Backstage at a Bank Funeral:
Feds Swoop In on an Unsuspecting Town
By DAMIAN PALETTA
June 5, 2008; Page A1
STAPLES, Minn. -- At 7 p.m. on Friday, Mayor Chris Etzler walked through the back door of First
Integrity Bank. The lobby should have been closed for the weekend, but dozens of strangers in dark suits
were bustling about with laptops and file boxes. Someone had just delivered 32 pizzas.
Dan Walker, a top official with the Federal Deposit Insurance
Corp., a Washington, D.C., bank regulator, had summoned Mr.
Etzler to explain what was going on: The FDIC had just taken
over First Integrity.
"All the deposits are safe," Mr. Walker tried to reassure the
mayor. "Nobody is going to have any problems."
It isn't easy for 75 federal officials and contractors to slip into
a small town undetected and liquidate an 89-year-old bank
without anyone knowing. But that's what just happened in this
old railroad town, population 3,200. It's a scene that's likely to
repeat itself across the country as banks struggle through a
painful credit cycle, overwhelmed by troubled mortgages and
soured construction loans.
First Integrity, which had two branches and $55 million in assets, was the fourth FDIC-insured bank to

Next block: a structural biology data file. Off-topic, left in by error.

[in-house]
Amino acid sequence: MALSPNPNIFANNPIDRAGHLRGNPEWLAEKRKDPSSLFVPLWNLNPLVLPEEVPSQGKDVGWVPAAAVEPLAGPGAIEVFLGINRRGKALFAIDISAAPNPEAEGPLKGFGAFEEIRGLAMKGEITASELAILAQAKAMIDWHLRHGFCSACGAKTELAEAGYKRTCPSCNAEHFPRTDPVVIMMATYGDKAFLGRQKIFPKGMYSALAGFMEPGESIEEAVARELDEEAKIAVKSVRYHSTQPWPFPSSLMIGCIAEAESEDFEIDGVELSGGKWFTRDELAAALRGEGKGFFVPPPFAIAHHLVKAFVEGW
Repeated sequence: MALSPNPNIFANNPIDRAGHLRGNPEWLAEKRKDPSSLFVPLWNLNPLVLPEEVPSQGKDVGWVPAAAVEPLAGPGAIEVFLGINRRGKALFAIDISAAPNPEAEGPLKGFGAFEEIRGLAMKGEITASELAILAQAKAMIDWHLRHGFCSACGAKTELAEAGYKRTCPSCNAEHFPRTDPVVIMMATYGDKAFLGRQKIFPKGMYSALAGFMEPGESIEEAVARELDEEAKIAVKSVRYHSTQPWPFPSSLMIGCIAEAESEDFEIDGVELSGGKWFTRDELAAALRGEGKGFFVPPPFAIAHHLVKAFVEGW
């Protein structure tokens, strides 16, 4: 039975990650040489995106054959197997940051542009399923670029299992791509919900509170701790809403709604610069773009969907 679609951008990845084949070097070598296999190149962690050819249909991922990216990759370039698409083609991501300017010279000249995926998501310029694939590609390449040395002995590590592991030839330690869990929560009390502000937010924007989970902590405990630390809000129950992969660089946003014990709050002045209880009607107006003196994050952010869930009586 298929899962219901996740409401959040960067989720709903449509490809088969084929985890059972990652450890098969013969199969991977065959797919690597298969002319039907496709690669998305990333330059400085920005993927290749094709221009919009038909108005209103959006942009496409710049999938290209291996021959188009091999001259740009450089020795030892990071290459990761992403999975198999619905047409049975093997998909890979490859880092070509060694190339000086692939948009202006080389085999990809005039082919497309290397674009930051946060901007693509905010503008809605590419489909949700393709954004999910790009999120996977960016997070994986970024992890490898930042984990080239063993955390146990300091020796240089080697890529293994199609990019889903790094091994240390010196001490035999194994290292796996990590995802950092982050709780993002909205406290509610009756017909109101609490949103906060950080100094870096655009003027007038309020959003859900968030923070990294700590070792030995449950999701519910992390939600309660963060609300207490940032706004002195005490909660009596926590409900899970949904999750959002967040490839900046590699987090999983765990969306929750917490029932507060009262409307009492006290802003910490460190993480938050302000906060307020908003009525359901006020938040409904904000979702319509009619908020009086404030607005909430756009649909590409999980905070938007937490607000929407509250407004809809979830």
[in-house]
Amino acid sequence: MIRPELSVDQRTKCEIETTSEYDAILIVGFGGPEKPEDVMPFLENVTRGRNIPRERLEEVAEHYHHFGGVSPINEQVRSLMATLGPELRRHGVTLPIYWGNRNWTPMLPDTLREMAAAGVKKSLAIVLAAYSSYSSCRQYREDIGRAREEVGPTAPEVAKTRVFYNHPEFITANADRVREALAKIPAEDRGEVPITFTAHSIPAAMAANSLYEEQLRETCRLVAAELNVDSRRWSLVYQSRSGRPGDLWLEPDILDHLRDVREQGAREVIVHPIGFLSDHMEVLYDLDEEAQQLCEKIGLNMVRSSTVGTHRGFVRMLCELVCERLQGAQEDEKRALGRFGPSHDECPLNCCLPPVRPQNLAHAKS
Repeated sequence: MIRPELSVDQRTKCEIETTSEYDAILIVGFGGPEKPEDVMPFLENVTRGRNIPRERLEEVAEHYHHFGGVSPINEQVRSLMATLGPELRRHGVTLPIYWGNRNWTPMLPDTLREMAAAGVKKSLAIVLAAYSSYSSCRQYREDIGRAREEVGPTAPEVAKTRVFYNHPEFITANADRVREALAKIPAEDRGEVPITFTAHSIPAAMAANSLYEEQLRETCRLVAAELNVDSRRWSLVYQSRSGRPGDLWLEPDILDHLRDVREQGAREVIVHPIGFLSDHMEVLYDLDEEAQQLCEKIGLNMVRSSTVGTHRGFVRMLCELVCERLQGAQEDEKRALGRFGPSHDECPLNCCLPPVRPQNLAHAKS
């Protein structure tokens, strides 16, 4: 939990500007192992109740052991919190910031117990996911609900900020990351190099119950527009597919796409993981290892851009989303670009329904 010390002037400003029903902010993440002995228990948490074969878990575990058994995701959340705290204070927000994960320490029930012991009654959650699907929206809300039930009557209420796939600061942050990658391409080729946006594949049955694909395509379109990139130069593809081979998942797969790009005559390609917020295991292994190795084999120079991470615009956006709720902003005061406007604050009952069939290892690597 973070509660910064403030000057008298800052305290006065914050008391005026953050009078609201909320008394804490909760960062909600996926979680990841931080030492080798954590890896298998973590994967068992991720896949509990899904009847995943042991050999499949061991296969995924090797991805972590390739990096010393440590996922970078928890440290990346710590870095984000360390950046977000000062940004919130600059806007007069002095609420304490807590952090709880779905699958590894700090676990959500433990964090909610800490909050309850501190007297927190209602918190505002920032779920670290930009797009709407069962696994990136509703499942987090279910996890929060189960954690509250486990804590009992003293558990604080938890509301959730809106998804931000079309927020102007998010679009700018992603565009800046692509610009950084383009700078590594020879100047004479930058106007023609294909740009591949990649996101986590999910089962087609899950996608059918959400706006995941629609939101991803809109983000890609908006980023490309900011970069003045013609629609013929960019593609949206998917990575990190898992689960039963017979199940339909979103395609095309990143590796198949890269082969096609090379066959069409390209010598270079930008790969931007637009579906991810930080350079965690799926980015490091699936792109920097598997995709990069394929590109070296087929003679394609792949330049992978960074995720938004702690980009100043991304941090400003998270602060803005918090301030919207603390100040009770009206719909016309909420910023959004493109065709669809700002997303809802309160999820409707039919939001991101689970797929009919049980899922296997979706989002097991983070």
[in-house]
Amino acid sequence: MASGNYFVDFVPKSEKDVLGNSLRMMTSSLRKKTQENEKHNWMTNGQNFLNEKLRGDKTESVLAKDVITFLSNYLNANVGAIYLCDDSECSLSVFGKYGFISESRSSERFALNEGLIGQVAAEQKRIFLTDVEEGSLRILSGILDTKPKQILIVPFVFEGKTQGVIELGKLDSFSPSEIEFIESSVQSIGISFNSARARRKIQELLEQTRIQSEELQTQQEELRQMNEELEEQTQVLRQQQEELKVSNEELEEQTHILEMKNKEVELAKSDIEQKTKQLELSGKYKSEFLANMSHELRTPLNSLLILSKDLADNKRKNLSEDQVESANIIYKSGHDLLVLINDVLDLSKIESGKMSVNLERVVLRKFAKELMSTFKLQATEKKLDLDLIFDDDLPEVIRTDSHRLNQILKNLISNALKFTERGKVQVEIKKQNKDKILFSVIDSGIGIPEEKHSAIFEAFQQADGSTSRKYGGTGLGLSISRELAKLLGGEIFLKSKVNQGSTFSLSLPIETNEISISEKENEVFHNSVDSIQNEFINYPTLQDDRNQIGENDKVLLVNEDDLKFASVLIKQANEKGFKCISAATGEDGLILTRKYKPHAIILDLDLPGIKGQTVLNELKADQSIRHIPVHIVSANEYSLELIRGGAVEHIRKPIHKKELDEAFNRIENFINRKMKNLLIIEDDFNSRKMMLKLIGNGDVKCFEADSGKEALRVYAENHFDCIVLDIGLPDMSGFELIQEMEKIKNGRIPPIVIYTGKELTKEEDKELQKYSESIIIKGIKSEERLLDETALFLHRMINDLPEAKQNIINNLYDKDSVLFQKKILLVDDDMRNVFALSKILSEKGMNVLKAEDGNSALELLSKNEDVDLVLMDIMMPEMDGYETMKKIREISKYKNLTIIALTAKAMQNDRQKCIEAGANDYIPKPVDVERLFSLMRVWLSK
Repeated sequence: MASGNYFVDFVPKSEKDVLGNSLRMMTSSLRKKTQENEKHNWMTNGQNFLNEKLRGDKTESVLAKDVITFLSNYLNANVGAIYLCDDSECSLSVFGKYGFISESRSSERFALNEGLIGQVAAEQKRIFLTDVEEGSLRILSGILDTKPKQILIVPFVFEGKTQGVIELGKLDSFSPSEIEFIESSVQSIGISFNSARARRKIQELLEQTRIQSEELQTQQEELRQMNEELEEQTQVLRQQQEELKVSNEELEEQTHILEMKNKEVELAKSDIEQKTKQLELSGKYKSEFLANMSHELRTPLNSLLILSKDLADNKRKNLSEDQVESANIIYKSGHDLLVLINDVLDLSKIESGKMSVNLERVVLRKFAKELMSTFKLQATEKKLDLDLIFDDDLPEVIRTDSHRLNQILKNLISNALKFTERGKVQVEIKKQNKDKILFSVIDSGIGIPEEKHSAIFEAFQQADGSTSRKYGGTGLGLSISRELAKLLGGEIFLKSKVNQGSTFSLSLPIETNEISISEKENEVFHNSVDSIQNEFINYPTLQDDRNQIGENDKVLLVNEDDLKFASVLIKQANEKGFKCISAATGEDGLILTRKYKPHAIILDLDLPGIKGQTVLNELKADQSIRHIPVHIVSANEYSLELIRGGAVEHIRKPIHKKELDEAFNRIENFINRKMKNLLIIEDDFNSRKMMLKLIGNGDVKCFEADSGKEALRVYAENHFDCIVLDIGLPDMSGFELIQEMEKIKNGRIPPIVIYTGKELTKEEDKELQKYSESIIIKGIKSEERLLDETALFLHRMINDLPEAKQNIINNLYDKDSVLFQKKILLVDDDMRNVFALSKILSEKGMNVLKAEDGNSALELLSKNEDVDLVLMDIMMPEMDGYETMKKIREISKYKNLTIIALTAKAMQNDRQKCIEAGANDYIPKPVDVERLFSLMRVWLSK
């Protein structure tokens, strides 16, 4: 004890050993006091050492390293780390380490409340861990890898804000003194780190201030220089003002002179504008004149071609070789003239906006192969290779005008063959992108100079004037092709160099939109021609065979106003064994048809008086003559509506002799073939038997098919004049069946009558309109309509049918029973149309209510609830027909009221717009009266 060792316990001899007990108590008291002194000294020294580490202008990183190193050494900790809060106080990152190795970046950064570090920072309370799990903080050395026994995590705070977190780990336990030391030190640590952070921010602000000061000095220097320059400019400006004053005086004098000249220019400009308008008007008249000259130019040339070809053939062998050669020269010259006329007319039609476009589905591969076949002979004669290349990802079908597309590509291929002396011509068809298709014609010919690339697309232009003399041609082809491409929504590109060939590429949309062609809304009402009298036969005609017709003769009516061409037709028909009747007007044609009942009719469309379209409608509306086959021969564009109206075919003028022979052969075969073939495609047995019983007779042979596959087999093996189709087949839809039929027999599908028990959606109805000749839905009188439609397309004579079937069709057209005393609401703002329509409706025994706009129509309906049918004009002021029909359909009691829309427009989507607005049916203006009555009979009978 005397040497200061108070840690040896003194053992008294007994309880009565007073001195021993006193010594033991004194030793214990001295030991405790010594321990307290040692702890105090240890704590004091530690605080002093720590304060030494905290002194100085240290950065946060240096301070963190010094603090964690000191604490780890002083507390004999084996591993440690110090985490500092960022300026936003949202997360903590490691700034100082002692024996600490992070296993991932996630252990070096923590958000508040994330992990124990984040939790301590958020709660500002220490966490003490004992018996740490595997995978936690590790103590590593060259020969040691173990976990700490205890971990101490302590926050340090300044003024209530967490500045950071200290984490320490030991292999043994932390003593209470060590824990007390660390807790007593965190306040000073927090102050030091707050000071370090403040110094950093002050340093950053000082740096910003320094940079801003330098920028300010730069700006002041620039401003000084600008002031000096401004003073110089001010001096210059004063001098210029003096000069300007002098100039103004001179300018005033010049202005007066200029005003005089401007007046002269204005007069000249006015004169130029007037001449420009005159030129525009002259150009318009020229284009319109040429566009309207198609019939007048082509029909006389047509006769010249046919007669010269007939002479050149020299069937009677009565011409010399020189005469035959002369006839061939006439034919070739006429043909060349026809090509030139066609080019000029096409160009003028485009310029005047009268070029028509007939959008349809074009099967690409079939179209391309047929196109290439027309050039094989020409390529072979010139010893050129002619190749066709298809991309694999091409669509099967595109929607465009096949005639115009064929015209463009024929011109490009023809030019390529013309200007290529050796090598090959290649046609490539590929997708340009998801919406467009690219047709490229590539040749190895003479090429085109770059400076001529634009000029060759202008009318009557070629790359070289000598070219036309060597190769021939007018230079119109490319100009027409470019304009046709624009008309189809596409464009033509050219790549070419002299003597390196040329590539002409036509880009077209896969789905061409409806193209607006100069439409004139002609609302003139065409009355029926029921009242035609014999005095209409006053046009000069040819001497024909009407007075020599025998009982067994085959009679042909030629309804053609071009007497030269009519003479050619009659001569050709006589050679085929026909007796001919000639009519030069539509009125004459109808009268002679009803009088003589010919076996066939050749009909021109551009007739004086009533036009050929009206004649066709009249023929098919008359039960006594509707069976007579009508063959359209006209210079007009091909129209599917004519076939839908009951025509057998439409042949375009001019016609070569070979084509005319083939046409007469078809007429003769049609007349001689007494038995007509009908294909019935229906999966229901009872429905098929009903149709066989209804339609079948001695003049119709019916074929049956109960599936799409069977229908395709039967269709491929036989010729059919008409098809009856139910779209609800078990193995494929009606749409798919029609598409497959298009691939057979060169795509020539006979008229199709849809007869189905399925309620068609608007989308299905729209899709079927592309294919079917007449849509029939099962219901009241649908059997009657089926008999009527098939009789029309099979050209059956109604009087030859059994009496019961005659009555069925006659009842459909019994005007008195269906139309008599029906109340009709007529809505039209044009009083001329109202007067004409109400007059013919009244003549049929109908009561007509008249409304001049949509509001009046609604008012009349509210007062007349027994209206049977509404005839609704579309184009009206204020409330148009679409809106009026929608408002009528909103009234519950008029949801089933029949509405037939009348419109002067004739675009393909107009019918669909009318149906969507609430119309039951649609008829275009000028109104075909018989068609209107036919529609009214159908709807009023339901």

fail this year. That's one more than during the entire three-year stretch leading up to 2008. Some analysts
predict that as many as 150 banks, mostly small and medium-size, could fail over the next three years.
In its role as receiver for failed banks, the FDIC acts as a SWAT team, playing equal parts secret agent,
medical examiner, salesman and grief counselor. The first 48 hours are typically the most frantic, as the
agency must turn a failed bank inside out and oversee its sale -- or its orderly burial.
announcing the assumption of deposits from First Integrity Bank.
Secrecy is paramount to prevent a panic among the locals and a run on the bank. That could sink a
bank and lead to runs on neighboring institutions. Banks only retain a percentage of their deposits in
cash, and use the rest for things like loans, which means they don't have enough money on hand if
everyone demands their deposits back at once. Created during the Great Depression to prevent such
scares, the FDIC insures deposits at more than 8,000 banks, covering up to $100,000 per depositor in